Sally Gabori is a revelation at Fondation Cartier

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Thundi, Big River, 2010

It is completely fascinating to think that an aboriginal woman painter, who has hardly ever left two islands in the North of Australia, should become the center of attention at Fondation Cartier in Paris! Born on Bentick Island, in the gulf of Carpentaria, in 1924, Sally Gabori was forced in 1948 with 63 other inhabitants, to settle on Mornington island at a Presbyterian mission, after a cyclone and tidal wave flooded their 20 km by 12 km birth place. Soon the children were separated from their families, sent to school in English and forbidden to speak Kaiadilt, their tribe’s language. She remained one of the only elders to speak it and was only allowed to return for short stays to her native island. At 81, while living in a retirement home, she discovered paint at the Mornington Island Arts and Crafts Centre. Fondation Cartier  is showing thirty of her monumental paintings, until November 6, in the first exhibition of her works outside Australia.

Nyinyilki, 2010, in the bottom floor gallery of Fondation Cartier

This is how John McPhee, Senior Curator of Australian Art at the National Gallery of Australia, describes her style in his 2012 essay for Art Monthly Australia: Undoubtedly, for me, Gabori’s uninhibited use of colour is exciting. It possesses great energy. But then there are the sensual, pale ‘ice-cream’ paintings which suggest a more gentle touch, and the dark brooding works that evoke the strength of nature, and Gabori’s respect for its powers. When looking at her paintings each time they offer something more, something I had not seen before. They are paintings of great sophistication and subtle complexity. But most significantly these are paintings of extraordinary commitment. Every sensual brushstroke, those strong strokes literally pushing paint onto and across the canvas, the smears and dabs, expresses her heartfelt love of her landscape.

Anthropologist and linguist Nicholas Evans in the gardens of the Fondation

Nicholas Evans who studied the Kaiadilt culture as an anthropologist and met Sally in 1982, had “no inkling of her artistic talent until her first exhibition in Brisbane in 2005… The secret of her sudden surge of her artistic creativity… lies within- the very way in which she had learned to see the world”. Three of her children died in infancy, but after Madge was born in 1953, she finally had eight children who survived. Some of them made the trip to Paris with the paintings. She was accomplished in traditional crafts, making stonefish traps and weaving dillybags from hibiscus bark string.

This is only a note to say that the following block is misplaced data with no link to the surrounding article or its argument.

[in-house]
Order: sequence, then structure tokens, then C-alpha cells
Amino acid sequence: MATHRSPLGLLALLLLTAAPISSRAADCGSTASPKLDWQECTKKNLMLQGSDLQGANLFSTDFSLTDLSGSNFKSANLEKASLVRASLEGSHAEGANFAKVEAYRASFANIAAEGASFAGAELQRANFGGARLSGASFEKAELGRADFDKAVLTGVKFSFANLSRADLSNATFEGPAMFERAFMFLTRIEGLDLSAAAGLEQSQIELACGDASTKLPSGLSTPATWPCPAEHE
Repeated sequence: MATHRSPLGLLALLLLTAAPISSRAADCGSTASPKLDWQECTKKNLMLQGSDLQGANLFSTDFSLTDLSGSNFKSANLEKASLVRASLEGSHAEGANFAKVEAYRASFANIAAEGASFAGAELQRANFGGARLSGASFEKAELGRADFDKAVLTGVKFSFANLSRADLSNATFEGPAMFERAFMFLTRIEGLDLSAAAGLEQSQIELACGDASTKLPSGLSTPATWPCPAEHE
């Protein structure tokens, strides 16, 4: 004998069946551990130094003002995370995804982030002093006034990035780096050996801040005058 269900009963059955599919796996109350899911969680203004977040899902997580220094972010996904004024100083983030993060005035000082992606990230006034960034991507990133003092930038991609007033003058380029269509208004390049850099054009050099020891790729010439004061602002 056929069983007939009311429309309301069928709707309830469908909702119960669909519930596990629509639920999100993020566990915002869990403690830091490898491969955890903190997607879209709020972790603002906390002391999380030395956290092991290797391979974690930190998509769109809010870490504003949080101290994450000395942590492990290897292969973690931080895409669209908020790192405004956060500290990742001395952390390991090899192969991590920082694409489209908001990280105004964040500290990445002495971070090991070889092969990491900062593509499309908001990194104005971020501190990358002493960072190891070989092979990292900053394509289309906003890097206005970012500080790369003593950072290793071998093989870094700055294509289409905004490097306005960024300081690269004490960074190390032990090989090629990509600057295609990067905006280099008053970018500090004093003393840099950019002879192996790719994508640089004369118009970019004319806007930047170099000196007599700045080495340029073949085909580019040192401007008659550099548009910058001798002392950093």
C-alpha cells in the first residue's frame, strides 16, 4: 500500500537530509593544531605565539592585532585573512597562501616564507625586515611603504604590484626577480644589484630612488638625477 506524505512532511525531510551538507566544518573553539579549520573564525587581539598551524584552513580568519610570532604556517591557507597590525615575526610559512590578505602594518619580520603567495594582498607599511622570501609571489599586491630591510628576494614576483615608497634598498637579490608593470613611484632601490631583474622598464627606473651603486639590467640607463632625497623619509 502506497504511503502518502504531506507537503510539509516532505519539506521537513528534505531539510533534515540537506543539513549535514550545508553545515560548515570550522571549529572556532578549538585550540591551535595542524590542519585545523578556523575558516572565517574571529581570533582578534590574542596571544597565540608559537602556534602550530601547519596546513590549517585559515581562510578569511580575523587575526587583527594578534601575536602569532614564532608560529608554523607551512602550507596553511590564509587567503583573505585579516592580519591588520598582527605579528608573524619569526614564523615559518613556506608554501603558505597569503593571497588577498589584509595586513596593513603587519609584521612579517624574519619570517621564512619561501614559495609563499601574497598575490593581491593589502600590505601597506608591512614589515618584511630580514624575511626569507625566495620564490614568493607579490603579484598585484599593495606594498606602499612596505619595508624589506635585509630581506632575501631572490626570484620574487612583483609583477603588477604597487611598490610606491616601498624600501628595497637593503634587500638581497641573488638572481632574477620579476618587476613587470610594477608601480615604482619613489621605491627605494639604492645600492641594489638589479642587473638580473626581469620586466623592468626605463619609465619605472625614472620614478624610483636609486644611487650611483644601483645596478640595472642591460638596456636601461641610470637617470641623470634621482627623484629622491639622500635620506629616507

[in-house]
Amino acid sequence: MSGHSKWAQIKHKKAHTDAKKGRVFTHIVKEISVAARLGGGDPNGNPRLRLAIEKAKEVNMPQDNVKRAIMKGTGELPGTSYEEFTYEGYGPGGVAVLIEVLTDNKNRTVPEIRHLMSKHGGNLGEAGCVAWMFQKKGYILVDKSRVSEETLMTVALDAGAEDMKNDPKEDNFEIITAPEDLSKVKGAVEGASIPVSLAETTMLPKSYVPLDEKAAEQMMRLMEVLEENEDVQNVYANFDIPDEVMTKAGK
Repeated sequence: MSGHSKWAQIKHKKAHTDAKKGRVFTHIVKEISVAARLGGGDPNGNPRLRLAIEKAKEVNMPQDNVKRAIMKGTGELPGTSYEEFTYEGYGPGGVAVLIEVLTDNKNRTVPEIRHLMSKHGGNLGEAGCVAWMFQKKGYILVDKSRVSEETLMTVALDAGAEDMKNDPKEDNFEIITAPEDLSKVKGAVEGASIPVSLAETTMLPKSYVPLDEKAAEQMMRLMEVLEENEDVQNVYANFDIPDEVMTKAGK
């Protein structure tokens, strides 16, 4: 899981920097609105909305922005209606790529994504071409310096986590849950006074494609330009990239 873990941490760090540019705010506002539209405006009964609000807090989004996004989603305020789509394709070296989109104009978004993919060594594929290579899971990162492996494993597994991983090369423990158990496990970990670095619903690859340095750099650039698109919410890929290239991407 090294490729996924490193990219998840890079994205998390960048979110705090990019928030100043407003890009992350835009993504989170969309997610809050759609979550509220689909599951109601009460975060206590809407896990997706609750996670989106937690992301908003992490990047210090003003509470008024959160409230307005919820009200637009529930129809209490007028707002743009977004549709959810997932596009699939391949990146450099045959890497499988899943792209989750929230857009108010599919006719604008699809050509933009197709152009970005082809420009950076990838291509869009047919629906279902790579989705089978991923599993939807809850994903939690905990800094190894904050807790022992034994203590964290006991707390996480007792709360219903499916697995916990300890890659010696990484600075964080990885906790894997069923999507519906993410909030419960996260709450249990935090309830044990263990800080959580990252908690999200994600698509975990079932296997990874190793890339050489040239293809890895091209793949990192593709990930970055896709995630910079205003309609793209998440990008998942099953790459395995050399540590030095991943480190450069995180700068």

Nyinyilki, 2010

All works exhibited are made of synthetic polymer paint on linen, one belongs to Fondation Cartier, the others were lent by private collectors or by the Bendigo Art Gallery, the National Gallery of Victoria in Melbourne, and the Estate Sally Gabori. Judith Ryan, curator of Indigenous art describes her singularity in these words: The naked power of her use of color as a stationary measure of movement and the impetuous energy of her broken brushstrokes stand alone. Her works unrelated to the dot-and-line, circle-path  iconography of Western Desert aboriginal communities and differs even more markedly from the narrow, vertical ochre paintings on stringy bark of the Yolnu of eastern Arnhem Land.

She was compelled to paint and it gave meaning and purpose to her existence.

A prolific and performative artist, it was not unusual for her to produce 14 small canvases in a morning at the art centre. It is thought that she produces more that 2000 works mainly during her experimental period from 2006 to 2007 goes on curator Judith Ryan. Unconstrained by ethnographic precedent or ritual stricture, Sally Gabori’s body of work exists as painting rue and simple: that is its undeniable power. 

At Fondation Cartier until November 6. Take advantage of the lush garden and cafeteria in the summer months, it is a very romantic and refreshing space.

Alberto Giacometti, Hills by the lake, 1919, watercolor on paper

On your way out, do not miss the Fondation Giacometti, the ravishing studio and gallery of Alberto Giacometti’s  across boulevard Raspail at 5 rue Victor Schoelcher. At the moment “A tree as a woman, a stone as a head”, sculptures that the master created in 1950 near his family home of Stampa and exhibited in New York at the Pierre Matisse gallery.

Mountains, lakes, forests, are set in the very pretty house where sculptures alternate with drawings and paintings. It is a very original visit not to be missed if you have never been. Fondation Giacometti until September 18.

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